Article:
tious Diseases Hospital, states that prior to 1885 he had treated 2,148 cases of smallpox "in the usual routine method, with the use of alcohol when the heart's action seemed to indicate it;" resulting in a mortality of 17 per cent. But since 1885 he has treated 700 additional cases under similar circumstances except that the use of alcoholic preparations was entirely omitted, and the resulting mortality was only 11 per cent.
In the same journal, Dr. J. J. Ridge states that he had treated the 200 cases of scarlet fever admitted into the Enfield Isolation Hospital during the years 1892 and 1893, without alcohol in any form, with a mortality of only 2.5 per cent.; while the mortality in the hospitals under the Metropolitan Asylums Board in 1893, in which alcohol was used in accordance with the usual practice in scarlet fever, was 6.3 per cent.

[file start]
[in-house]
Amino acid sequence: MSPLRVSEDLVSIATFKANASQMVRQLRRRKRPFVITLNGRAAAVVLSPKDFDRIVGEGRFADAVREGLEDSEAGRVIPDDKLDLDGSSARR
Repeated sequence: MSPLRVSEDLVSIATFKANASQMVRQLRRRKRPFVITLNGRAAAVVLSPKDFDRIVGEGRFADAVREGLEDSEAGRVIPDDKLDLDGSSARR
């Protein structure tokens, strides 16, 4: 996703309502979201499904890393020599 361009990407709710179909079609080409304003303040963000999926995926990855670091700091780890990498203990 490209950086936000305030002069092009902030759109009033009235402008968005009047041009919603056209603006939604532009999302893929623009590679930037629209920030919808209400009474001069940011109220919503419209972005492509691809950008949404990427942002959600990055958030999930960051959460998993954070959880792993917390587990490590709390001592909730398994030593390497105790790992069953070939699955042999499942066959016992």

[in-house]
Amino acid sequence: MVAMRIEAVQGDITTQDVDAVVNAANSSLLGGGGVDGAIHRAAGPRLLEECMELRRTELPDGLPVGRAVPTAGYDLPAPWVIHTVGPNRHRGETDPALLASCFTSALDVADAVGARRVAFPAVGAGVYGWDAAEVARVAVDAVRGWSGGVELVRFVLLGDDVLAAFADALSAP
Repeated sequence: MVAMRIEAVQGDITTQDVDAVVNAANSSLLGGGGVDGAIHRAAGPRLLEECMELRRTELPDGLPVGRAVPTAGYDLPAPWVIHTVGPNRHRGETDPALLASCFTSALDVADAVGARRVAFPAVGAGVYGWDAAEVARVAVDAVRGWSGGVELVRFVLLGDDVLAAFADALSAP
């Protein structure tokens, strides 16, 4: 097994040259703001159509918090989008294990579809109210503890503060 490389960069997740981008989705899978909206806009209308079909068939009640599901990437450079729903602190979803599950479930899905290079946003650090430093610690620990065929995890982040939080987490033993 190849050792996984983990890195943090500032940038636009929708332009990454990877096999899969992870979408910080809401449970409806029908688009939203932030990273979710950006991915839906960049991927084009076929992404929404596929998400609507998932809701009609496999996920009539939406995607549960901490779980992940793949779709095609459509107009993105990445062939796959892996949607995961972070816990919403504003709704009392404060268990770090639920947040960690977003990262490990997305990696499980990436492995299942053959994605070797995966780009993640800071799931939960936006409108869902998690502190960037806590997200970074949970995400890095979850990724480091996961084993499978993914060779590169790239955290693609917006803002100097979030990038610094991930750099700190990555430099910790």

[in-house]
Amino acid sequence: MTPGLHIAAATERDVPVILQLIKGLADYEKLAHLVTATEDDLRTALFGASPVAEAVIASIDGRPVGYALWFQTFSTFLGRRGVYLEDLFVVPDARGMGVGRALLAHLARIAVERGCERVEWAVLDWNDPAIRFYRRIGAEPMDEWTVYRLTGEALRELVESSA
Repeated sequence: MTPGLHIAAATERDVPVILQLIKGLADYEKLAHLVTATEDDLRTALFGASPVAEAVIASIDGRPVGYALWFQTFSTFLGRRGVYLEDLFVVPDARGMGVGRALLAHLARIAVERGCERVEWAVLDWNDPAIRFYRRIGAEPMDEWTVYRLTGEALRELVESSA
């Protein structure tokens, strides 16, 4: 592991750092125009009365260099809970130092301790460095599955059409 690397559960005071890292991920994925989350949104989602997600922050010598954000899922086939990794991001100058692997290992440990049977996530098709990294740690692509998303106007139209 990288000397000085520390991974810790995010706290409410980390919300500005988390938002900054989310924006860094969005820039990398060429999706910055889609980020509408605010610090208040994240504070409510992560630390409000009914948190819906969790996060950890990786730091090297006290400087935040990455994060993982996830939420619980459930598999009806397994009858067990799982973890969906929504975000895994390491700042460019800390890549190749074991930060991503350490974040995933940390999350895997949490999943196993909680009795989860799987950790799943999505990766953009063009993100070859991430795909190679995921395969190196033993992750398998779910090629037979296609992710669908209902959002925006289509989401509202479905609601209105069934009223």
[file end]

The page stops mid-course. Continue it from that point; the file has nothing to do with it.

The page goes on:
Dr. J. J. Ridge says later :—
"In January, 1894, I published the result of the treatment of the first 200 cases of scarlatina admitted into the temporary wards of the Enfield Isolation Hospital during 1892 and 1893. I stated that there had been five fatal cases, but that one was dying when admitted and only lived a few hours. The mortality was 2 per cent., or 2.5 if the later case is included.
"Since then 300 more cases have been admitted and discharged and among these there have been 7 fatal. Hence there have been 14 deaths in 500 consecutive cases extending over a period of a little more than four years. One of these ought to be excluded, no time having been given for treatment.